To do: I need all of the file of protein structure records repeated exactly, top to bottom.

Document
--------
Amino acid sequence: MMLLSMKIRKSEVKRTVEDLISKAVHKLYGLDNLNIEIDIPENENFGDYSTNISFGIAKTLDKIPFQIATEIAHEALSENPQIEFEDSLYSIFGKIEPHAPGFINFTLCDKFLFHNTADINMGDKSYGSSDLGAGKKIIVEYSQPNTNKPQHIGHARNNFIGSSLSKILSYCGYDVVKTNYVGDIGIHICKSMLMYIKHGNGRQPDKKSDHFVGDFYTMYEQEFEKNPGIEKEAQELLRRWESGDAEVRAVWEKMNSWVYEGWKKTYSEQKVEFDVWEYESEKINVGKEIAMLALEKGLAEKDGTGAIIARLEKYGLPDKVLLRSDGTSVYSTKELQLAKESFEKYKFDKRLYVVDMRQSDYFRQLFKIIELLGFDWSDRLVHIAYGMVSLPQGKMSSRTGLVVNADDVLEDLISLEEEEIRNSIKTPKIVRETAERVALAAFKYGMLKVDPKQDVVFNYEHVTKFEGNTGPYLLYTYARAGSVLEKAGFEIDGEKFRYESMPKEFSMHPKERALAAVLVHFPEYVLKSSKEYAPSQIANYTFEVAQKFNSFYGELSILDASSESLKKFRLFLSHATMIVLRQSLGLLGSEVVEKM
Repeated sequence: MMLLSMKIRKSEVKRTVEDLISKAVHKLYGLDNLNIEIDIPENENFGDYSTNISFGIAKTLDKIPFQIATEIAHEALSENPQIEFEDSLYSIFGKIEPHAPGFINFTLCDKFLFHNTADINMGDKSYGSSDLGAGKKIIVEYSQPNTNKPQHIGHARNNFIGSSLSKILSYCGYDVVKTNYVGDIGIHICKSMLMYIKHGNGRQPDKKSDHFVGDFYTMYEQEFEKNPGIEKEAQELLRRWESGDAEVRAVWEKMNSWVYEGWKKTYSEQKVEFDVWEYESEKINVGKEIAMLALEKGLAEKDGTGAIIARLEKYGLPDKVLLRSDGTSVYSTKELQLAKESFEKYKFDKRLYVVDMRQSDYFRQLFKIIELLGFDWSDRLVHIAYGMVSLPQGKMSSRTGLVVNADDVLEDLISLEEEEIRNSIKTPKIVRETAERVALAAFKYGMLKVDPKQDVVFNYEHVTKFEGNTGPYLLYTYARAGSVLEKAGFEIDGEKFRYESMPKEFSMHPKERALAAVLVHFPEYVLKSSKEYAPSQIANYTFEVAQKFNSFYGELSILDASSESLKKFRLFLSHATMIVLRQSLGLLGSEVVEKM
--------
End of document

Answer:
Amino acid sequence: MMLLSMKIRKSEVKRTVEDLISKAVHKLYGLDNLNIEIDIPENENFGDYSTNISFGIAKTLDKIPFQIATEIAHEALSENPQIEFEDSLYSIFGKIEPHAPGFINFTLCDKFLFHNTADINMGDKSYGSSDLGAGKKIIVEYSQPNTNKPQHIGHARNNFIGSSLSKILSYCGYDVVKTNYVGDIGIHICKSMLMYIKHGNGRQPDKKSDHFVGDFYTMYEQEFEKNPGIEKEAQELLRRWESGDAEVRAVWEKMNSWVYEGWKKTYSEQKVEFDVWEYESEKINVGKEIAMLALEKGLAEKDGTGAIIARLEKYGLPDKVLLRSDGTSVYSTKELQLAKESFEKYKFDKRLYVVDMRQSDYFRQLFKIIELLGFDWSDRLVHIAYGMVSLPQGKMSSRTGLVVNADDVLEDLISLEEEEIRNSIKTPKIVRETAERVALAAFKYGMLKVDPKQDVVFNYEHVTKFEGNTGPYLLYTYARAGSVLEKAGFEIDGEKFRYESMPKEFSMHPKERALAAVLVHFPEYVLKSSKEYAPSQIANYTFEVAQKFNSFYGELSILDASSESLKKFRLFLSHATMIVLRQSLGLLGSEVVEKM
Repeated sequence: MMLLSMKIRKSEVKRTVEDLISKAVHKLYGLDNLNIEIDIPENENFGDYSTNISFGIAKTLDKIPFQIATEIAHEALSENPQIEFEDSLYSIFGKIEPHAPGFINFTLCDKFLFHNTADINMGDKSYGSSDLGAGKKIIVEYSQPNTNKPQHIGHARNNFIGSSLSKILSYCGYDVVKTNYVGDIGIHICKSMLMYIKHGNGRQPDKKSDHFVGDFYTMYEQEFEKNPGIEKEAQELLRRWESGDAEVRAVWEKMNSWVYEGWKKTYSEQKVEFDVWEYESEKINVGKEIAMLALEKGLAEKDGTGAIIARLEKYGLPDKVLLRSDGTSVYSTKELQLAKESFEKYKFDKRLYVVDMRQSDYFRQLFKIIELLGFDWSDRLVHIAYGMVSLPQGKMSSRTGLVVNADDVLEDLISLEEEEIRNSIKTPKIVRETAERVALAAFKYGMLKVDPKQDVVFNYEHVTKFEGNTGPYLLYTYARAGSVLEKAGFEIDGEKFRYESMPKEFSMHPKERALAAVLVHFPEYVLKSSKEYAPSQIANYTFEVAQKFNSFYGELSILDASSESLKKFRLFLSHATMIVLRQSLGLLGSEVVEKM